James Rickars : ” When the international monetary system collapses – It going to be about how mutch gold you have “


I had the chance to reconnect with James G. Rickards, Senior Managing Director of Tangent Capital and author of the New York Times Bestseller, Currency Wars : The Making of the net global crisis.It was a fascinating conversation, as James indicated that the U.S. Fed is manipulating every market in the world in an attempt to abort the country’s first depression since the 1930′s. As a consequence, he notes that emerging countries are abandoning paper currencies in favor of physical gold, in anticipation of a collapse in the international monetary system.

Speaking towards the recent non-tapering and continued Fed stimulus, James explained that, “The Feds are inflating the [stock] bubble as they did in the late-90s, and as they did in the mid-2000s with money printing and monetary easing…[it’s] just money printing. It’s another bubble that will end badly, but the thing with bubbles is they can go on a lot longer than you expect. I mean it could go on well into next year before correcting.”

Many Western money managers believe the rising stock market is an indication of economic recovery James notes, “[But] most of them don’t understand what’s going on in the economy. They’re using the wrong models. Everyone is using cyclical models…expecting some kind of robust recovery…they’ve been wrong every single time, [and] the reason is that we’re not in a cyclical recovery…We’re in a depression. We are in a depression for the first time since the 1930s…[So] if you’re curious and you want to know what a depression feels like, it feels like this because we’re in one.”

“The problem with a depression,” James continued, “is that it’s not a business cycle. It’s a different [economic] condition and so cyclical remedies such as monetary easing don’t work…You need a structural remedy and that means changes in tax laws, labor mobility, regulatory policy, fiscal policy etc…I don’t see any resolution of the structural issues on the table and therefore I would expect that this depression will continue indefinitely.”

The Fed’s money-printing approach to solving the problem has resulted in a financial ‘backhanding’ of emerging markets and currencies James explains, in that, “Emerging markets [keep] most of their reserves denominated in dollars…and the Fed is manipulating the dollar, manipulating interest rates, manipulating exchange rates…manipulating every market in the world…[So] the Fed is like a drunk driver running over pedestrians and then blaming the pedestrians for being in the way…Things could easily spin out of control because of the Fed’s lack of understanding of how the emerging markets are really reacting to and dependent upon the Fed manipulation.”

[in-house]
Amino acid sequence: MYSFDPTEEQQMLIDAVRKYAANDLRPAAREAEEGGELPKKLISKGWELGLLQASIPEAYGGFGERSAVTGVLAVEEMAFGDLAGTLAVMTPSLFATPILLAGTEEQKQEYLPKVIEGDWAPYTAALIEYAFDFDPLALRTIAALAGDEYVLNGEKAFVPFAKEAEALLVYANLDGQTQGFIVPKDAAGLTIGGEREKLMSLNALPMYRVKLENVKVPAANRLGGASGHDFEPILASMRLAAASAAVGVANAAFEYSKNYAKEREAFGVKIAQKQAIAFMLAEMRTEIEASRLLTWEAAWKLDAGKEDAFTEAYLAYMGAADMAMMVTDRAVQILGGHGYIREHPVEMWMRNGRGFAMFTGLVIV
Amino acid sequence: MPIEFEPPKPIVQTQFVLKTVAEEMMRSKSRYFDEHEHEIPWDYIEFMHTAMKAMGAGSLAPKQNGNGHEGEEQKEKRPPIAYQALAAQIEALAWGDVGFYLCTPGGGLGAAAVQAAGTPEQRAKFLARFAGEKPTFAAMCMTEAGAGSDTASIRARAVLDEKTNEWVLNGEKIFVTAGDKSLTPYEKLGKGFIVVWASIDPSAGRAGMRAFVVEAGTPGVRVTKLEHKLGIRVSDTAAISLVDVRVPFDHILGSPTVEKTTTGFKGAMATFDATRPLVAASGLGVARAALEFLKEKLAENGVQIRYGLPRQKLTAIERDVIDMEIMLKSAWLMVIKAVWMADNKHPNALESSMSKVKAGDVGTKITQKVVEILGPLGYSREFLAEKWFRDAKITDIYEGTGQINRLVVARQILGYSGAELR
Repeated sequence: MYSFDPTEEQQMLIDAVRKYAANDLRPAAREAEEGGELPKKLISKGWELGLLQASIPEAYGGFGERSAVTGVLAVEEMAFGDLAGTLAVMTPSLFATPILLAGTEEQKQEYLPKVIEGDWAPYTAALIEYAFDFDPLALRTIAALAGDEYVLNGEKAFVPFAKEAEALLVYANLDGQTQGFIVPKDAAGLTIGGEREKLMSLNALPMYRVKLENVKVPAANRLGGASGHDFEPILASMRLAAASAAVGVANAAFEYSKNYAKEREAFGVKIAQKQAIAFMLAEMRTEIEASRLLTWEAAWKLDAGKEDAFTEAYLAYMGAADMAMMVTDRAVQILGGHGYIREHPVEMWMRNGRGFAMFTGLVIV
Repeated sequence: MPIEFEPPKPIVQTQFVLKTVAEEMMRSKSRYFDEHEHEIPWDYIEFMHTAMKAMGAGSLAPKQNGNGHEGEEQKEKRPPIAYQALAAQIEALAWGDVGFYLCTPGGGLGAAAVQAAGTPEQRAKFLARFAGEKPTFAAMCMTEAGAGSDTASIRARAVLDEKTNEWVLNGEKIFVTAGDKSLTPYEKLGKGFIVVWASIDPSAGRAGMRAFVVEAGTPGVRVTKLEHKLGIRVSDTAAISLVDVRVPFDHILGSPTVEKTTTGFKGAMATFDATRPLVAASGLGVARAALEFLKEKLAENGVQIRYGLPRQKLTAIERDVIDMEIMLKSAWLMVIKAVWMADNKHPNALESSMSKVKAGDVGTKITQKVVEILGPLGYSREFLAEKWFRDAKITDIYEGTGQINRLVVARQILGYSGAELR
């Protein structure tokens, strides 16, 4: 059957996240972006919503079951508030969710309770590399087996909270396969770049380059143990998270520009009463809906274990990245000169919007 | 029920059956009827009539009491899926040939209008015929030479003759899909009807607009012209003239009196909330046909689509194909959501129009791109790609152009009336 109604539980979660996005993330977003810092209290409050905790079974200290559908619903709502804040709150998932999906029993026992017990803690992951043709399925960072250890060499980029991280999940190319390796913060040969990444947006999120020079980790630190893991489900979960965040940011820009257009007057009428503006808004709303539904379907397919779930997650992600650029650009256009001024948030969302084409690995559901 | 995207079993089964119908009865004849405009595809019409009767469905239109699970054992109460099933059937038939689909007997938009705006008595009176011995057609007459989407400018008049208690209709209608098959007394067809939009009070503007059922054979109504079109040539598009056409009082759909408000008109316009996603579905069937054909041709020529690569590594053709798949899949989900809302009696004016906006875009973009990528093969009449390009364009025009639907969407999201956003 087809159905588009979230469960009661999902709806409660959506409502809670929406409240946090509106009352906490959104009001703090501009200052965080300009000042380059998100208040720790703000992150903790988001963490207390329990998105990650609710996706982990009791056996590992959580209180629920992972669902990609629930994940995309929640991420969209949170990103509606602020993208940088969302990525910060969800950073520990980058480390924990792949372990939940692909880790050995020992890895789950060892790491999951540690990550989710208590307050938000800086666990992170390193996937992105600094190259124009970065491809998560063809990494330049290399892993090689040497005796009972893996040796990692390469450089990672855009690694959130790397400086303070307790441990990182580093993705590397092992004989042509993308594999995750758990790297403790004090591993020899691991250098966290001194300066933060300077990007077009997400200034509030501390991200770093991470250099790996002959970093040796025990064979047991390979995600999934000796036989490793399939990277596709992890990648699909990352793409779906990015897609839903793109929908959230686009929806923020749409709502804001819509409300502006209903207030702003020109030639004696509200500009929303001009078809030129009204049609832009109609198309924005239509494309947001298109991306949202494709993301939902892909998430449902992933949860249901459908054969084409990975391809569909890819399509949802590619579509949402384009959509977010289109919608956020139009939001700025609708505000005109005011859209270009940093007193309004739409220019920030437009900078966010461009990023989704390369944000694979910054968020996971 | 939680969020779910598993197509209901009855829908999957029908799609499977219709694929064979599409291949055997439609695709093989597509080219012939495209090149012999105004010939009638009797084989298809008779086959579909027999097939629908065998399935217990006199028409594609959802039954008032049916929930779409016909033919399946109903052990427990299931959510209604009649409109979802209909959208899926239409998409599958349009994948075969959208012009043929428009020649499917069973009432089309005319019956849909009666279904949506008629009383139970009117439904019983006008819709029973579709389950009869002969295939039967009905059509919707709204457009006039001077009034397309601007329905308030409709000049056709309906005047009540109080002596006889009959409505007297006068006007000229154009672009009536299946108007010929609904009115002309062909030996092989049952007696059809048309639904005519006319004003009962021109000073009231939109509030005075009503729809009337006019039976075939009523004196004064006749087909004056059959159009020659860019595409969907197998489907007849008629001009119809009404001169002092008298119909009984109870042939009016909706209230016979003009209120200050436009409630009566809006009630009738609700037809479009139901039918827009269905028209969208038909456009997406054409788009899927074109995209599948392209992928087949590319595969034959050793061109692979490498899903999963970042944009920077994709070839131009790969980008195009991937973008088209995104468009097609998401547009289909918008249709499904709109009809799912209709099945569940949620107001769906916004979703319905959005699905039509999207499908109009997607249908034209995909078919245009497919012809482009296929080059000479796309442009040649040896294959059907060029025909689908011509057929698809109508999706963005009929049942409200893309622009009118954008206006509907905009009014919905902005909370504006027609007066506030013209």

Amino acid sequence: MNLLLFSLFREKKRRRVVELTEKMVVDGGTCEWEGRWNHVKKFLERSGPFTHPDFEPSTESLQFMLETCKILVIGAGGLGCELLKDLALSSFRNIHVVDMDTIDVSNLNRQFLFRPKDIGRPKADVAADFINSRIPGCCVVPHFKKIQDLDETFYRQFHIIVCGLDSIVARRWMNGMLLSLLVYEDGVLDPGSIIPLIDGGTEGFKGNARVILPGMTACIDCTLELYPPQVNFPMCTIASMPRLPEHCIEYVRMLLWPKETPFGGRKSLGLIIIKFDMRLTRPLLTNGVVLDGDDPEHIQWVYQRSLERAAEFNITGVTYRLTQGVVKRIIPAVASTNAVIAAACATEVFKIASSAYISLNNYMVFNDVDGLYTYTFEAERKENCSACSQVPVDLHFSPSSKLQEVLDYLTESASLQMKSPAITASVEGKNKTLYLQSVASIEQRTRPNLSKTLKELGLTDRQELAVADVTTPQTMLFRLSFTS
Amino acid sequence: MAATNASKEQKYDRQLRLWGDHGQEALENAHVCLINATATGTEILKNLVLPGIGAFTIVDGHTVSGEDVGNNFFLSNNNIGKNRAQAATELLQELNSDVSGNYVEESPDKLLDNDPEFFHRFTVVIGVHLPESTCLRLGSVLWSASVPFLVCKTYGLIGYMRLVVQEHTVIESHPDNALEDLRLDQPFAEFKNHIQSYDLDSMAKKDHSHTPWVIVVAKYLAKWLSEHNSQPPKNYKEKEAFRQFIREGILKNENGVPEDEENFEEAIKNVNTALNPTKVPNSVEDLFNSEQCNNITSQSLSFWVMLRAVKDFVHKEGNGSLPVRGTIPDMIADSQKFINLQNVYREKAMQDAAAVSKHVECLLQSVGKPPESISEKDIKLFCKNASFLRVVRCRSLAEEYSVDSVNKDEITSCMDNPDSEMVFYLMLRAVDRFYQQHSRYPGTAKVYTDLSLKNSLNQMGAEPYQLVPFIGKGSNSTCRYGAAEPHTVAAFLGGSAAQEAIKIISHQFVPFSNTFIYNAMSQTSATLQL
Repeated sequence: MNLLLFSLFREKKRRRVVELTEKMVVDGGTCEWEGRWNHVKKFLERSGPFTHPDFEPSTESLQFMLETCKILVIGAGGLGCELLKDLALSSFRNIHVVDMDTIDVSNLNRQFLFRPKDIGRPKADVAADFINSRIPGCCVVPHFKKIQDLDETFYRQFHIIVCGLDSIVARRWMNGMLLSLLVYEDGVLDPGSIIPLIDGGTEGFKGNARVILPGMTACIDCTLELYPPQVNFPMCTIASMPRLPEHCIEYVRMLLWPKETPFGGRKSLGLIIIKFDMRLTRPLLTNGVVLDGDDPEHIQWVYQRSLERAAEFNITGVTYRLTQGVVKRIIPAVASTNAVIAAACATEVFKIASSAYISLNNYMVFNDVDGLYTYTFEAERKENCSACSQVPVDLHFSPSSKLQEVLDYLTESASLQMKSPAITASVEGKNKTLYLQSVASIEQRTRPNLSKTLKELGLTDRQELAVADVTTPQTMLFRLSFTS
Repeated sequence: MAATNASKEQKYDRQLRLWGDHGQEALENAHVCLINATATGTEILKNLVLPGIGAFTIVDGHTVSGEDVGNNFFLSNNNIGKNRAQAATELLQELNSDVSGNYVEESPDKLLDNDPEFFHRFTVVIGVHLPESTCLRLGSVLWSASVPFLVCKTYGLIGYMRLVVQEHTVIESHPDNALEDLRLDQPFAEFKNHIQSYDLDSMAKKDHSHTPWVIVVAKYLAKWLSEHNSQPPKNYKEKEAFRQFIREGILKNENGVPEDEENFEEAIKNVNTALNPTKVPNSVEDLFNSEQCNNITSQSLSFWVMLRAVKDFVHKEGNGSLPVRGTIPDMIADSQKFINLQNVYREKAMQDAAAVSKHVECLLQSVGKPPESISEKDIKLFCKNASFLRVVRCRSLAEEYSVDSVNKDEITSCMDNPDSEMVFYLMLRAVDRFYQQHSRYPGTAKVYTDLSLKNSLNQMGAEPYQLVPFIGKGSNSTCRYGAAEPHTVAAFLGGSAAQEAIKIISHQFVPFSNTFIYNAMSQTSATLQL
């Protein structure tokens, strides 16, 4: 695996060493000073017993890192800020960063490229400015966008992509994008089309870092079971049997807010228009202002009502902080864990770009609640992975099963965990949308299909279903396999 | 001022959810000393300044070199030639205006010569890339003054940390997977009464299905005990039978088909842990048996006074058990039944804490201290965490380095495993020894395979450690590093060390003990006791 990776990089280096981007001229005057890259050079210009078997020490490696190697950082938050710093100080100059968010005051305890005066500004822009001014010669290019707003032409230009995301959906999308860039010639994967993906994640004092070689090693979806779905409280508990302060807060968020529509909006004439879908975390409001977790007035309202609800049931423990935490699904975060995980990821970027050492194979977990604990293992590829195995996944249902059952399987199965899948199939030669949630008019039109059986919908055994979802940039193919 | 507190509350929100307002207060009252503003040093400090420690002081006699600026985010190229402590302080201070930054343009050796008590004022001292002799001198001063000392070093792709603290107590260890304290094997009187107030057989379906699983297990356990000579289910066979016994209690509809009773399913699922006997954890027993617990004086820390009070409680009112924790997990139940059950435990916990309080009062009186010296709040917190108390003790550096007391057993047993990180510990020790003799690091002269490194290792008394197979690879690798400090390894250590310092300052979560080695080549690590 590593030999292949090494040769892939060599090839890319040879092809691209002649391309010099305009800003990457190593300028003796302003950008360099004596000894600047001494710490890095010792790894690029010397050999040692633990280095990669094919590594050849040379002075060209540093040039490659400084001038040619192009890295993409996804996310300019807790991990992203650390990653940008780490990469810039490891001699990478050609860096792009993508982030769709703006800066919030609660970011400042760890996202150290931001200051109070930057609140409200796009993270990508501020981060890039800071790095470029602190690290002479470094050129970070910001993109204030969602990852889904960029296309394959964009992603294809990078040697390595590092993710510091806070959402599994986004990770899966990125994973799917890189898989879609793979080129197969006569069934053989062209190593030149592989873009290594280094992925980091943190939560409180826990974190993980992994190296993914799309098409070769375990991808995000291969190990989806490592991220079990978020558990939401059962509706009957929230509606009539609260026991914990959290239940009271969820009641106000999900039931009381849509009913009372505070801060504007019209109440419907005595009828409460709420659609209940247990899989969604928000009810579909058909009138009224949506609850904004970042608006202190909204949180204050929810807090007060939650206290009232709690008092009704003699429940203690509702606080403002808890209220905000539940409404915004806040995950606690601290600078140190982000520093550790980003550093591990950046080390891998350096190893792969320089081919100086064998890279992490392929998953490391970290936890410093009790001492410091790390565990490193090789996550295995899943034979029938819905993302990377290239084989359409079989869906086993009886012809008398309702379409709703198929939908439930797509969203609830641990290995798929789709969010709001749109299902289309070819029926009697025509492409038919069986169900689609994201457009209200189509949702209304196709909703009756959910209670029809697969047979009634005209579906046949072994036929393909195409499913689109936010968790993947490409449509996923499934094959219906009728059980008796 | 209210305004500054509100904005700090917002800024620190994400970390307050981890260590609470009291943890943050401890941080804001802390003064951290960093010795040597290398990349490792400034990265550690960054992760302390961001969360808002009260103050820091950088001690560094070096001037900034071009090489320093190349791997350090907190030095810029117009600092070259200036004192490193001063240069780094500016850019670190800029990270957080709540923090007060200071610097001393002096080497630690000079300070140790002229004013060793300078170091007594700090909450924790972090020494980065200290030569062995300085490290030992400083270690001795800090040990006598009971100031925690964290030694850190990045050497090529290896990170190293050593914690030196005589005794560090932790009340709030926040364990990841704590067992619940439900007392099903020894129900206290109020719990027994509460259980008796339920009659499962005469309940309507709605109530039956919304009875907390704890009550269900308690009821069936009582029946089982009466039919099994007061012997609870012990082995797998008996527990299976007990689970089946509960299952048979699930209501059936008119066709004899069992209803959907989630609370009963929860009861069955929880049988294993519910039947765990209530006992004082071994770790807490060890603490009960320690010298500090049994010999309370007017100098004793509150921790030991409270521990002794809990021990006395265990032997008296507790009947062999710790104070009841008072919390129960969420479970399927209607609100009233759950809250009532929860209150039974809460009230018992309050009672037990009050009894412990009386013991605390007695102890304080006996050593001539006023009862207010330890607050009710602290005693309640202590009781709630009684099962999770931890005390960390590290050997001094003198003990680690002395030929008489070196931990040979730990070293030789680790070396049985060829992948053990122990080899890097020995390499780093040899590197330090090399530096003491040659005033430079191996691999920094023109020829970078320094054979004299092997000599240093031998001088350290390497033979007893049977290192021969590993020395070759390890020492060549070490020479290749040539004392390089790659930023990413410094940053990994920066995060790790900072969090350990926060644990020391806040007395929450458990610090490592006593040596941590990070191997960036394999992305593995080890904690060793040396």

In response to the continued Fed mismanagement and growing world currency war, it’s becoming clear according to Jim, that, “[Countries] want physical custody of gold…[they’re] positioning for the day when there’s a massive loss of confidence in paper money…You’re seeing it with massive acquisitions of gold by Russia and China taking place through channels that bypass the London Bullion Market Association…They’re buying mines in Western Australia. They’re having the ore refined right there in Australia at the Perth Mint, and then shipping the gold straight to Shanghai. They’re completely bypassing the London market where they minimize their market impact, which is a smart move. That’s what you would do if you were trying to buy gold and not run up the price. You would do everything in secret and that’s what’s going on.”

While many still question the validity of gold, Jim notes that, “When the international monetary system collapses and it comes time to rewrite the rules of the game and create a new system…[it’s] going to be [all about] how much gold you have. So it’s not surprising that everyone is trying to get their hands on as much gold as possible.”

“It’s a very deep game but you can see it playing out and it will come to an end in the next couple years,” Jim concluded.

SoacSource : Tekoa Da Silva

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